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DCHA tenants ask to manage complex

(Published July 2, 2001)


Staff Writer

Citing "gross mismanagement" by the District’s housing authority, a group of public housing residents has appealed to the federal government for the right to take over control of their public housing complex for themselves.

And in a related move, the resident group also filed a petition with HUD to wrest control of a $35 million grant to demolish and then redevelop their community away from a development team led by that same D.C. housing agency.

The group is composed of residents of the Arthur Capper and Carrolsburg Dwellings, located near Capitol Hill and the Navy Yard in Southeast Washington, along with supporters from other public housing projects and the broader community.

The group delivered the two requests to federal Department of Housing and Urban Development officials at a press conference outside HUD headquarters on June 22. The date was selected, group members said, because the D.C. Housing Authority development team’s bid for the $35 million in redevelopment funds was being submitted to HUD the same day.

Paula Blount, HUD’s acting secretary for public and Indian housing, accepted the petitions from group representatives Leonardo Wood and Brian Green-White, saying that the agency would consider the requests.

HUD spokesman Jerry Brown confirmed June 29 that HUD regulations do permit the kind of management transfer the residents are requesting. He said he believes this is the first time HUD has received such a request.

"So we’re going to have to figure out what the watermarks are for a decision here," he said. "We’re weighing this to see if there’s any merit here. If they do break away from the local housing authority, who does it benefit? Who’s responsible for upkeep?"

Carl Messineo, a D.C. consumer law attorney who has offered legal help to the resident group, said HUD regulations provide for a transfer of management to a resident group under certain conditions.

"If you get 51 percent of the residents to sign on, they can assume management control," Messineo said.

The Arthur Capper/Carrolsburg group included a petition signed by 218 residents with their requests. Wood, a Carrolsburg resident, said his group had not yet determined the exact number of residents in the combined Arthur Capper and Carrolsburg complexes. There are approximately 700 townhouses and apartments in the two units, including an Arthur Capper residence for senior citizens. Wood said his group is continuing to collect signatures.

"This is a shot across the bow," said Messineo. "These folks have been out collecting signatures for only a week," he said, adding, "This is the start of a democratic uprising that’s about the right of public housing residents to define themselves and to be free of ‘profit development’ instead of ‘community development.’"

The resident group’s first request to HUD asks that control of the Arthur Capper and Carrolsburg complexes, which border each other, be taken away from the D.C. Housing Authority (DCHA) and handed to a resident management corporation composed of residents of the two complexes.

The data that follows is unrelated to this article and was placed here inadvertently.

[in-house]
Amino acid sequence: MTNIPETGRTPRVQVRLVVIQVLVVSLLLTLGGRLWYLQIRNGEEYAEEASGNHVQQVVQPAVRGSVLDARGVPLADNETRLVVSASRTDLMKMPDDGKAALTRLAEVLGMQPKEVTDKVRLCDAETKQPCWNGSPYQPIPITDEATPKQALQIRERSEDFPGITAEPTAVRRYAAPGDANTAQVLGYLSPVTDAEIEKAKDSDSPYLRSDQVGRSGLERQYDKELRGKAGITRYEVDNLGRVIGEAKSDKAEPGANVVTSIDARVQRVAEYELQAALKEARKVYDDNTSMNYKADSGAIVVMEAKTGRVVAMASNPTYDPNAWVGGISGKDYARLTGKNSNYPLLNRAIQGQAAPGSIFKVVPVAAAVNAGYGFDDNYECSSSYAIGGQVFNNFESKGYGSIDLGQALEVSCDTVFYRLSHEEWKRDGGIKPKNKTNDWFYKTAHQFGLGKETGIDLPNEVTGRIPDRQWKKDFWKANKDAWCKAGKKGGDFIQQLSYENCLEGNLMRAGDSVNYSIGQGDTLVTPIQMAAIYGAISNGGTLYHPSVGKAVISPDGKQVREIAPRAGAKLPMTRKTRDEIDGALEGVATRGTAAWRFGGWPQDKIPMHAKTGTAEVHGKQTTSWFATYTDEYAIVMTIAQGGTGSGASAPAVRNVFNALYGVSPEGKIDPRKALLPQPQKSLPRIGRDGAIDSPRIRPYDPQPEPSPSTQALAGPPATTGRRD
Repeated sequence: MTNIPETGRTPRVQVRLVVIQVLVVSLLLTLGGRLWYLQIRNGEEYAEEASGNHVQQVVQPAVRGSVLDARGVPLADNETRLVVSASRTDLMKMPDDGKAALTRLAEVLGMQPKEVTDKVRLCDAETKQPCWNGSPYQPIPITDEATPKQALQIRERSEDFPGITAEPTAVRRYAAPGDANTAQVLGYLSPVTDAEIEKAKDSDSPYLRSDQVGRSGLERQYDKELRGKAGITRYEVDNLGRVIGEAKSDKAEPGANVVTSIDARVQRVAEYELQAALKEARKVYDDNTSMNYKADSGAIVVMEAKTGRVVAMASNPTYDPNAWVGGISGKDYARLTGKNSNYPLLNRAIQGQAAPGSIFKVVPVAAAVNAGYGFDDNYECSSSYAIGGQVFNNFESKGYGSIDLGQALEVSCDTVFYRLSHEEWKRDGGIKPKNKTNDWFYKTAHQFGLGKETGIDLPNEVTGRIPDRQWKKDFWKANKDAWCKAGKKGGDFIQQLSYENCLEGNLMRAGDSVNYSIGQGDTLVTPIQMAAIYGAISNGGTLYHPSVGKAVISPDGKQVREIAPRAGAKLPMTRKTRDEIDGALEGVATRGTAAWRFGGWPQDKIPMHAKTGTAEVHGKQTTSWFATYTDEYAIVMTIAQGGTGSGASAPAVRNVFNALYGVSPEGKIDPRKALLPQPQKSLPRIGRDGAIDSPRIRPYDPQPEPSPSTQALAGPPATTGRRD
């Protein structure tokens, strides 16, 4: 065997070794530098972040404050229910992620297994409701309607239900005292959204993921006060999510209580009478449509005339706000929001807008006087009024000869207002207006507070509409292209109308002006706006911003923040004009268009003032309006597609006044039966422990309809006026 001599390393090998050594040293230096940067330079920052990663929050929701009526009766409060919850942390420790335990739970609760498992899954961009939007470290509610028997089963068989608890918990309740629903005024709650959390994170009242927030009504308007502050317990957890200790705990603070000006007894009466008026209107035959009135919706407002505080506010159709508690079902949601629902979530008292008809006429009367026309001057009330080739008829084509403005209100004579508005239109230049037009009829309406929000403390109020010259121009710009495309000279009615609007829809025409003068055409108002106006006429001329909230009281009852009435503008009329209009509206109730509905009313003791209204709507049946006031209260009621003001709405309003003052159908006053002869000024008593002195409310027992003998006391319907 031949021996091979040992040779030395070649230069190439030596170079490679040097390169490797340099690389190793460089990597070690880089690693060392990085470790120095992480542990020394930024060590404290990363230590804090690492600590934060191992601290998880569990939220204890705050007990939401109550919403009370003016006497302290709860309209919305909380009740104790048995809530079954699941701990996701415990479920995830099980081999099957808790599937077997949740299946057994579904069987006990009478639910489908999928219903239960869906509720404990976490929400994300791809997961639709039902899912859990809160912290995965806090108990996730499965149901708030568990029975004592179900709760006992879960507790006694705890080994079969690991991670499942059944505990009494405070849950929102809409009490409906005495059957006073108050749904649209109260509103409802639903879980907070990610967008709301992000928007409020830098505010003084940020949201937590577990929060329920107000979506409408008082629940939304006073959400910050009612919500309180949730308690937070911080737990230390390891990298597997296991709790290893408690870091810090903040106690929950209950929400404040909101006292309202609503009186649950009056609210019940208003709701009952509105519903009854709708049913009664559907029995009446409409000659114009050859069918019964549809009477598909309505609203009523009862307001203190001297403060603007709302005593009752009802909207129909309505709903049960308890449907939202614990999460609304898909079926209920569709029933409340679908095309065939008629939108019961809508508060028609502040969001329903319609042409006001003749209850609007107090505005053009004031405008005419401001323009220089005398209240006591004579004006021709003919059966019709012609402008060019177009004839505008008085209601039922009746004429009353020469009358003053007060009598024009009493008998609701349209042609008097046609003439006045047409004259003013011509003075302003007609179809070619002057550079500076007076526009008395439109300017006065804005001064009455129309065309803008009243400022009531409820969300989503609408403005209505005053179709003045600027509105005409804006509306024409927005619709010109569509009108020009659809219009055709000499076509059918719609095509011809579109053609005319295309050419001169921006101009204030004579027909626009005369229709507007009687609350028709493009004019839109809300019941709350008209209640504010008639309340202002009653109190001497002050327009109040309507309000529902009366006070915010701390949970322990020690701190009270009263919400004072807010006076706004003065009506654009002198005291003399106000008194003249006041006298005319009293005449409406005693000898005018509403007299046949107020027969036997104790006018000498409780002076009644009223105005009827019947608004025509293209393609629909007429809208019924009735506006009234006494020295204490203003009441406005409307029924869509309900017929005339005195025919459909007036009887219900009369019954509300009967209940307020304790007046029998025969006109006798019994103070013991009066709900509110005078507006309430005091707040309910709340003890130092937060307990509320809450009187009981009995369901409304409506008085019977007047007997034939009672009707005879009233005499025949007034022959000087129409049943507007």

Besides "gross mismanagement," the petition cites "deferred maintenance" and "physical deterioration" of the properties, as well as being "subject to recurrent vandalism and criminal activity."

"The maintenance of the houses is terrible," Wood said. "They do inspections, but then they don’t fix anything." In winter, he said, "Lots of times there’s no heat or hot water, because the pipes are so bad." In addition, he said, "Doors are off of hinges, bannisters are falling off the staircases. There are very many broken storm windows."

The complex also has a serious problem with rat and cockroach infestation, he said. "Just recently, I woke up and found a rat swimming around in my toilet bowl, trying to get out. I keep the lid down now," he said.

Wood also charged that the housing authority police fail to prevent outsiders from coming into the complex to sell illegal drugs. "The housing authority cops just drive around the perimeter of the area. But they rarely actually come into the neighborhood to really do anything," he said.

D.C. housing authority officials did not respond to repeated requests for comment on the residents’ charges.

The second of the group’s pair of requests asks HUD to refuse a bid to redevelop the Arthur Capper/Carrolsburg neighborhood by a team pairing DCHA and the Silver Spring-based private development firm Mid-City Urban LLC.

According to the partners’ application to HUD for Hope VI funding, the proposed $35 million federal grant would be the largest ever nationwide — and the partners hope to leverage that grant for up to $400 million in total public and private investment capital.

To date, HUD has approved four HOPE VI-funded projects in the District.

At Arthur Capper/Carrolsburg, the DCHA/Mid-City team "proposes to demolish every structure at the site," according to their application, and replace them with 1,150 new townhouses and apartments (with an additional 436 new units in the surrounding area), 600,000 square feet of office space and 75,000 square feet of retail space, as well as a new community center. The new development would mix publicly subsidized, moderate-income and market-rate housing.

But those opposing the proposed redevelopment question the credibility of both DCHA and Mid-City Urban.

"The housing authority has basically abandoned these properties," said Messineo. "Why should (these residents) trust them to redevelop them in the best interests of the people who live here?"